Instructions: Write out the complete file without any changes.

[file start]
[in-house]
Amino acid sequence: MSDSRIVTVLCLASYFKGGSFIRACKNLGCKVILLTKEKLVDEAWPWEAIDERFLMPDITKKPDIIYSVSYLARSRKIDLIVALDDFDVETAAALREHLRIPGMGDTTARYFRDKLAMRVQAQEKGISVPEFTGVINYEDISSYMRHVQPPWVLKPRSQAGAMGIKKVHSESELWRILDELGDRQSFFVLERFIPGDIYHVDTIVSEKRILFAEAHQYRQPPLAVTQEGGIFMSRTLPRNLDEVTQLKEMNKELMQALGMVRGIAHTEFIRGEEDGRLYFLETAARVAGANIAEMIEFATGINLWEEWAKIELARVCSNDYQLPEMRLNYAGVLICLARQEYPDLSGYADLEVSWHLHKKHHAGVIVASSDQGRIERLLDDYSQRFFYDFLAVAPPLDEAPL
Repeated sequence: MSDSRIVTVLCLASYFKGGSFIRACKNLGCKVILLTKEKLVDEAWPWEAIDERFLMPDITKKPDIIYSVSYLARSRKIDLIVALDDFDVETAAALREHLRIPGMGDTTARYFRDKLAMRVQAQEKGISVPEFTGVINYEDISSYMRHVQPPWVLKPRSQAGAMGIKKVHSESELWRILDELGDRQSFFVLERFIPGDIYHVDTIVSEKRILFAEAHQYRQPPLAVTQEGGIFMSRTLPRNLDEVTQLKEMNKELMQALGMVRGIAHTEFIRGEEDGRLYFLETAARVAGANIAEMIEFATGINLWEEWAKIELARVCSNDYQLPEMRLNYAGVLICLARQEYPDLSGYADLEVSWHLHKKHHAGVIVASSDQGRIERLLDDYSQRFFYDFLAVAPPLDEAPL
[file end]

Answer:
[in-house]
Amino acid sequence: MSDSRIVTVLCLASYFKGGSFIRACKNLGCKVILLTKEKLVDEAWPWEAIDERFLMPDITKKPDIIYSVSYLARSRKIDLIVALDDFDVETAAALREHLRIPGMGDTTARYFRDKLAMRVQAQEKGISVPEFTGVINYEDISSYMRHVQPPWVLKPRSQAGAMGIKKVHSESELWRILDELGDRQSFFVLERFIPGDIYHVDTIVSEKRILFAEAHQYRQPPLAVTQEGGIFMSRTLPRNLDEVTQLKEMNKELMQALGMVRGIAHTEFIRGEEDGRLYFLETAARVAGANIAEMIEFATGINLWEEWAKIELARVCSNDYQLPEMRLNYAGVLICLARQEYPDLSGYADLEVSWHLHKKHHAGVIVASSDQGRIERLLDDYSQRFFYDFLAVAPPLDEAPL
Repeated sequence: MSDSRIVTVLCLASYFKGGSFIRACKNLGCKVILLTKEKLVDEAWPWEAIDERFLMPDITKKPDIIYSVSYLARSRKIDLIVALDDFDVETAAALREHLRIPGMGDTTARYFRDKLAMRVQAQEKGISVPEFTGVINYEDISSYMRHVQPPWVLKPRSQAGAMGIKKVHSESELWRILDELGDRQSFFVLERFIPGDIYHVDTIVSEKRILFAEAHQYRQPPLAVTQEGGIFMSRTLPRNLDEVTQLKEMNKELMQALGMVRGIAHTEFIRGEEDGRLYFLETAARVAGANIAEMIEFATGINLWEEWAKIELARVCSNDYQLPEMRLNYAGVLICLARQEYPDLSGYADLEVSWHLHKKHHAGVIVASSDQGRIERLLDDYSQRFFYDFLAVAPPLDEAPL